No script for success

No script for success

Poor Quality: Of the 110 movies released in Sandalwood last year, only eight films did well

No script for success

Hit: Films like Naanu Nanna Kanasu and Krishnan Love Story have given hopes.

This year, the situation is not different and till date only Aptha Rakshaka and Raam have ben successful. The audience blames the poor quality of the films for their failure while some film-makers accuse the audience for not watching Kannada films in theatres. This mud-slinging continues as both parties have failed to arrive at a solution.

Meanwhile, Naanu Nanna Kanasu and Krishnan Love Story brought a ray of hope for the industry. NNK, the non-glamourous film, devoid of commercial elements, was well received by the audience. At the same time, Shashank’s Krishnan Love Story is running successfully and has proved to be a big hit.

Film buffs feel that the industry has important lessons to learn from these films. “Pouring in money for grand sets, action scenes and foreign locales don’t work all the time. More than the budget, script and apt screenplay yield good results. Our film-makers forsake the habit of preparing scripts for actors. It will diminish the quality of films by glorifying the protagonist’s traits,” says Prasanna, a techie.

Both NNK and Krishnan... were script-oriented films and none of the characters exhibited special attributes or ‘supernatural powers’. The storyline of these movies is so natural that one doesn’t find them out of the world. “A large number of businessmen and real-estate tycoons, who moved in to the industry, put in inexperienced people as directors. Films were made from scripts that have been rejected by regular producers and directors. These films not only failed at the box office but affected the fate of other films as well. As the numbers increased, Kannada films fought with each other for theatres,” says Girish.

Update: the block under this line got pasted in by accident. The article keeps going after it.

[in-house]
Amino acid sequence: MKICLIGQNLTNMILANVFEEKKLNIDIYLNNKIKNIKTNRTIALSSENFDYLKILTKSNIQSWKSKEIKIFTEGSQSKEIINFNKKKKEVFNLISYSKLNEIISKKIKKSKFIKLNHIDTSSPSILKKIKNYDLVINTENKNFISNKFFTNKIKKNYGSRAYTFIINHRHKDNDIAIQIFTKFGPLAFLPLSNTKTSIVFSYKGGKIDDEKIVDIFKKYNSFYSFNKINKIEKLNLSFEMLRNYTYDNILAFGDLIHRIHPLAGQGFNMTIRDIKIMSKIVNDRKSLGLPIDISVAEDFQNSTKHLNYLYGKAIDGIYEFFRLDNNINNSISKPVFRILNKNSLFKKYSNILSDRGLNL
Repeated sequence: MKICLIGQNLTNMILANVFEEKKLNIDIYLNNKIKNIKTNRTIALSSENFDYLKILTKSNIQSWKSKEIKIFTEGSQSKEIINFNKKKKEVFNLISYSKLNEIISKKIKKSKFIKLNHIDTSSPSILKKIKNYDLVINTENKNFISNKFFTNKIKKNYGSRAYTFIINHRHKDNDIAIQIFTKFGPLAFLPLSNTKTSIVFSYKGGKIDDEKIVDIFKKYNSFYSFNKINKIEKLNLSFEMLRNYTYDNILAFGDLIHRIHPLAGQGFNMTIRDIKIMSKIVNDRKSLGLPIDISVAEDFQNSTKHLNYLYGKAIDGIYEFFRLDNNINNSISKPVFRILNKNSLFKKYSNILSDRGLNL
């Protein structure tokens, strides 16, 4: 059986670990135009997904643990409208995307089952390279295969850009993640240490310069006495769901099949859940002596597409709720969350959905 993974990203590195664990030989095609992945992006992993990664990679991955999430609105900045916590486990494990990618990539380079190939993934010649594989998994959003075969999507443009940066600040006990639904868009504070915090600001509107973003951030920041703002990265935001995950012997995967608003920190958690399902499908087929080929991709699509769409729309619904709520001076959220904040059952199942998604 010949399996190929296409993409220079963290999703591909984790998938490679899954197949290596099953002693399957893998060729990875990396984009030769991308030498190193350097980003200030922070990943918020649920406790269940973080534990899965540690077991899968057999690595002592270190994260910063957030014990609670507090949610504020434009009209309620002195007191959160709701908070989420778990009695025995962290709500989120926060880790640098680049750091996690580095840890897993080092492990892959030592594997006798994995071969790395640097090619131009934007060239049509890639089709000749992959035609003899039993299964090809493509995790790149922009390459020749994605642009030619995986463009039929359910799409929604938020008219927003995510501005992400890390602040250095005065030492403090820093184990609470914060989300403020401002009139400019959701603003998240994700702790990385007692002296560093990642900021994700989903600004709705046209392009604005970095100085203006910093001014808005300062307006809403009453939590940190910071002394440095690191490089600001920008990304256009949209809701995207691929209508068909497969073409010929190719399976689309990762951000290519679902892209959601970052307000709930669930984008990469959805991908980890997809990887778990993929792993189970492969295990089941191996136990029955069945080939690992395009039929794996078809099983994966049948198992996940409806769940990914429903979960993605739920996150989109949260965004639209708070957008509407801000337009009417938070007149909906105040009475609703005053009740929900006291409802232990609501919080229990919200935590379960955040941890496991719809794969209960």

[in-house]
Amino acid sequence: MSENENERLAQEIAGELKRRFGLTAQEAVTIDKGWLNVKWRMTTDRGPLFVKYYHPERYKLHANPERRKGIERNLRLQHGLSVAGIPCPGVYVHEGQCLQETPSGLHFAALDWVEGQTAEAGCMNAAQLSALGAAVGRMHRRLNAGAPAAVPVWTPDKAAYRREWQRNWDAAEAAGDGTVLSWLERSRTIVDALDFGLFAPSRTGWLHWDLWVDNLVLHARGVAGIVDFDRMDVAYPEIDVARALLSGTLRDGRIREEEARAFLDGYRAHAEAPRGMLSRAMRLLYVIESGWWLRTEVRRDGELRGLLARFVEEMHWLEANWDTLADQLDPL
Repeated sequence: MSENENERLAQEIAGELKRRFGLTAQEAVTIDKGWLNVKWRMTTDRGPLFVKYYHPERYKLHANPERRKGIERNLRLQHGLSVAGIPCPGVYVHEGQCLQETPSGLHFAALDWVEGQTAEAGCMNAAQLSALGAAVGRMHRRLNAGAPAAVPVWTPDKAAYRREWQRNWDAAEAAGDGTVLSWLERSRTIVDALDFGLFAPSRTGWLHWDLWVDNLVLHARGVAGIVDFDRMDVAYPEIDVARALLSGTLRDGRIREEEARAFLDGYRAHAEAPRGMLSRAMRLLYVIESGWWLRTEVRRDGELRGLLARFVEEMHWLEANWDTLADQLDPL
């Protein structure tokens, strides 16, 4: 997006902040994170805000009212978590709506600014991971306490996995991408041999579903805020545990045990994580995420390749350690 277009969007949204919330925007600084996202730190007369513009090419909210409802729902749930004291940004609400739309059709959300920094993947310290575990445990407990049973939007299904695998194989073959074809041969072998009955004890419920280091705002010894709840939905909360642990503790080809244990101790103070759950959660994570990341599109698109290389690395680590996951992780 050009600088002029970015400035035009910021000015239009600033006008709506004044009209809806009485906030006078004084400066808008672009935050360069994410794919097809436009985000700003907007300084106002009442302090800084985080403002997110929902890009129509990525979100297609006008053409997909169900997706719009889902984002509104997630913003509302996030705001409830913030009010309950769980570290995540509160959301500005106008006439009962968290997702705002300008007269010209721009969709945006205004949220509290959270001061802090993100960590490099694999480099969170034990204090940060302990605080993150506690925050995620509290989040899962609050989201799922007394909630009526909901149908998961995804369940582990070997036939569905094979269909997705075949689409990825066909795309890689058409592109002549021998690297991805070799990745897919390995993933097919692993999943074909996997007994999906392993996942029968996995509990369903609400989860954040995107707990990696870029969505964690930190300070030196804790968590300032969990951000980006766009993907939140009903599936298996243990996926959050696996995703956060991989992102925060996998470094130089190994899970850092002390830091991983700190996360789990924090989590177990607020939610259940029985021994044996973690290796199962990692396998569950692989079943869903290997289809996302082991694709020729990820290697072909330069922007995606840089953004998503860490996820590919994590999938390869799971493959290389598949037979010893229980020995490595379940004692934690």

“Most of the films have nothing that you can relate yourself to. Films should reflect life. Moreover, despite blaming the audience for not supporting Kannada films, our producers should stop importing actresses and singers from Mumbai. While other language films are minting money, Kannada films are failing because of the disparity and non-unity among film-makers,” he adds. 

Producer Rockline Venkatesh does not want to blame the audience in this regard. “We cannot deter anyone from making films. But along with the numbers, the quality should also grow, otherwise we cannot survive for long in the market. There is no alternative for a good script. And even a good script can make a bad cinema if the director is bad. We are short of good writers in Kannada. Today, we are passing through a very unusual time, nobody can judge the taste of the audience. So, producers should be careful and avoid unnecessary expenditure. Above all, we should stand united for the sake of
industry,” he says.